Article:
The best bass lures for winter in Florida
Irrespective of the climatic conditions, bass fishing in Florida can be a remarkable encounter. Although winter fishing can present its challenges, there are certain tactics to optimize your fishing proficiency in cold weather conditions, which are outlined here.
Bass fishing in Florida is truly a year-round sport for the majority of the state. I was born and raised in Central Florida, and I’ve fished here my entire life, so I’ve noticed a few patterns and tricks that consistently work. Check out these 9 tips for catching bass in Florida during the winter. If you’re still unsure where to go, check out our recent article on Best Fishing Lakes in Florida.
The Best Bass Lures for Winter in Florida
Coldwater bass anglers are well-versed in the use of the suspending jerkbait. It was a toss-up between the jerkbait and the crankbait for this spot, but because the lipless crankbait is so versatile, I left it off the list. Most lakes, even those that were a little muddy in the summer, will clear up in the winter. There is less boat traffic and fewer plankton and other organisms that typically color lake water.
As a result, the suspending jerkbait is one of my favorite winter bass baits. Work this bait along bluff banks where bass will suspend in the winter so they can easily transition from one depth to another. Bring the bait down to the desired depth, then begin a jerk-jerk-pause retrieve. The water temperature usually dictates the pause, but sometimes you just have to experiment and let the bass tell you what they want. You may need to pause for up to a minute. Just be patient, and you might be pleasantly surprised.
In the winter, the bass is after dying shad. The action of these dying shad is usually determined by the temperature of the water. That is the action you will want to replicate in your presentation. The dying shad’s action is usually invisible. As a result, you must experiment with different cadences in your presentation until you get a bite. You can use your electronics to determine the depth of the shad so you know how deep they are schooling.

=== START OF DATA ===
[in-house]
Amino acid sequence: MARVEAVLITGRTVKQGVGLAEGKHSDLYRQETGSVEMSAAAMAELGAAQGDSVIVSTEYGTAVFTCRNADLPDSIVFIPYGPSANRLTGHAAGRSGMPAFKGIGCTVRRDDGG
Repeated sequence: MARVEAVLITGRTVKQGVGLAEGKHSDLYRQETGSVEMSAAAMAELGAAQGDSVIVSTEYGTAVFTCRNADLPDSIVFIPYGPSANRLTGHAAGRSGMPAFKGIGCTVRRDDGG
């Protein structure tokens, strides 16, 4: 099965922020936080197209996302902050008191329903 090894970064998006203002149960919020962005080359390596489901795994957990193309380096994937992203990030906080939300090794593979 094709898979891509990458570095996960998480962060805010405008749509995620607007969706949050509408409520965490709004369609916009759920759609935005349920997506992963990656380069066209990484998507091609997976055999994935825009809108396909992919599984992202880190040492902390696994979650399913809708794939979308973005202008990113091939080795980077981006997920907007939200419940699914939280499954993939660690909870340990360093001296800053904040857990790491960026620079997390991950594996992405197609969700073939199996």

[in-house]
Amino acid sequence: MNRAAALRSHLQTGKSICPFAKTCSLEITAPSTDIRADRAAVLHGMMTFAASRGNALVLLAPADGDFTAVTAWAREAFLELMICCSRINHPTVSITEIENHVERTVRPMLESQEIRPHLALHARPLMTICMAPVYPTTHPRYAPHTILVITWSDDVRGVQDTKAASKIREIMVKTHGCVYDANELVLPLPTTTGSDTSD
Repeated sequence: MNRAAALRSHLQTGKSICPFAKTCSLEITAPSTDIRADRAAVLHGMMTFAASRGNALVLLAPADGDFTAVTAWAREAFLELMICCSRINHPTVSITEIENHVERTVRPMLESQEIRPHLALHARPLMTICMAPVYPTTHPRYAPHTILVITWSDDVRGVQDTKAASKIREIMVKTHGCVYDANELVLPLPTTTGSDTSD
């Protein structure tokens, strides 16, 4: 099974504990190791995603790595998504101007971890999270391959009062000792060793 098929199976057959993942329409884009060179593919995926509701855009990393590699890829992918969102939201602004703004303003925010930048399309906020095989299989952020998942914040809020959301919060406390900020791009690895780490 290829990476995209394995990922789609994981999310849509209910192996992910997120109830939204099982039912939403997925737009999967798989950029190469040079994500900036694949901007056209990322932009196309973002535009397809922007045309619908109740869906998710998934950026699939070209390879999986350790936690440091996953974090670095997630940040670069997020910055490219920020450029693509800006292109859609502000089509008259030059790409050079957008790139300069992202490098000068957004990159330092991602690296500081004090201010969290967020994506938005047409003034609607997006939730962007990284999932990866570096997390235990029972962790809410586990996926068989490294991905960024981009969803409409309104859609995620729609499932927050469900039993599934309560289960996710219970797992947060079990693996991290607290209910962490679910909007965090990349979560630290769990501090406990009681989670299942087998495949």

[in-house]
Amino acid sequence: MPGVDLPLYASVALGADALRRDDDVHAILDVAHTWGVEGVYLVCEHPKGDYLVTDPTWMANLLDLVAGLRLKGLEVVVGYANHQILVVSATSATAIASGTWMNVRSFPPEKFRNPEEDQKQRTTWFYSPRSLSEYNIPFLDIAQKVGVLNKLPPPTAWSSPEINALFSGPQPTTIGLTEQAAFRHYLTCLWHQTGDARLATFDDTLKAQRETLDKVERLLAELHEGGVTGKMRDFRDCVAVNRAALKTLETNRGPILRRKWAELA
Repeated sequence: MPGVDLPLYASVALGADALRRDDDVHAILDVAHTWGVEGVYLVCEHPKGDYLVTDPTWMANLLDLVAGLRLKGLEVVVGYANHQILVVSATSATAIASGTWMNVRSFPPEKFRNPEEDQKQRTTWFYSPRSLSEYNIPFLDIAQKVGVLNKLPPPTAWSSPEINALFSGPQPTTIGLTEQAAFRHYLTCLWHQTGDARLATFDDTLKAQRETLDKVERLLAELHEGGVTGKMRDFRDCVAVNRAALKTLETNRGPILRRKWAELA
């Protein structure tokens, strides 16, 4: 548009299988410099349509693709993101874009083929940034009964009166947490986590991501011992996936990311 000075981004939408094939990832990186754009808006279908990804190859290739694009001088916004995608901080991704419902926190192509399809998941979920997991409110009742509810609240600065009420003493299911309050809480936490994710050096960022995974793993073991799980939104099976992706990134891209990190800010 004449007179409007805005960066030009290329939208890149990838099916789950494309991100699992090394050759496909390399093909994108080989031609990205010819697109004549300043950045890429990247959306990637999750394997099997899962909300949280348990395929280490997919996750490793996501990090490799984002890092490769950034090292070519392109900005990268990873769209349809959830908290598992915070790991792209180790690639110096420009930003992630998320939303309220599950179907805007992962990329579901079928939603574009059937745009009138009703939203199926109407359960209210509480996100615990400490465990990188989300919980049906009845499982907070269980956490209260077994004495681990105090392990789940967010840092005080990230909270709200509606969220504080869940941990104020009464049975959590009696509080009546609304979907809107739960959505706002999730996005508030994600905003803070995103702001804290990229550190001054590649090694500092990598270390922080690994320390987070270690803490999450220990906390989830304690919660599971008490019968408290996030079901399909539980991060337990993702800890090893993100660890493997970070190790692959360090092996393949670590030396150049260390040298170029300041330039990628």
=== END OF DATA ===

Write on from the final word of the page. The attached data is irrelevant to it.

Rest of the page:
A jerkbait worked above the baitfish will attract hungry bass. Your jerkbait imitates a struggling shad that can’t keep up with the baitfish as they move away in their defensive ball. When this occurs, the predators that are following the shad will race to be the first to catch it. This is why, even when the bass is sluggish, the take may feel like the bass nearly rips the rod out of your hand.
Another excellent coldwater option that many anglers overlook is using jerkbaits as topwater bait. Twitching a floating-style jerkbait, such as the Original Floating Rapala, can be lethal on winter bass, especially in clear water. Bass will come up from 20 feet in clear water to smash a jerkbait that is twitching. After being beaten (well, we all were) by our boss with a limit of good-sized smallmouth bass, I learned this technique. His grin revealed how he caught that bass. He’d told me about this technique long before the tournament. I never used it and never caught a fish. Neither did my companion.
When the water temperature drops, bass like this can still be caught.
Before and after the derby, the boss man was open about his strategies. He told me that he knew all of the young bass anglers lacked patience and would abandon the floater before it paid off. He was correct, and he converted me into a believer. After that, I found myself using it frequently. It not only produces excellent bass, but it is also a fun way to catch them in the winter.
High floaters, such as the Rapala, are ideal for this presentation. Because the bait is usually light, a spinning rod is the best choice for this tactic. Light line is also important, and it is much easier to manage on spinning gear. A spinning reel with a smooth drag and a medium-light or even light-action rod is ideal. Where this presentation shines, the water is frequently clear. Your initial thought may be to use a fluorocarbon line. However, because monofilament floats, it is the best line for this. To get the most water disturbance with each subtle twitch, you want the bait to ride high on the surface. Monofilament is the best for this.
This technique works best on bluff walls near a transition zone. Bass prefers to congregate in areas where they can easily access different depths, and transition zones with a bluff wall provide them with that option. With changing conditions, the bass will move vertically up and down the wall. On clear winter days, they like to move up on transition areas like points and flats to catch the sun’s rays. Keep a low profile around the shallow, clear water. Make long casts to avoid spooking the bass you intend to catch.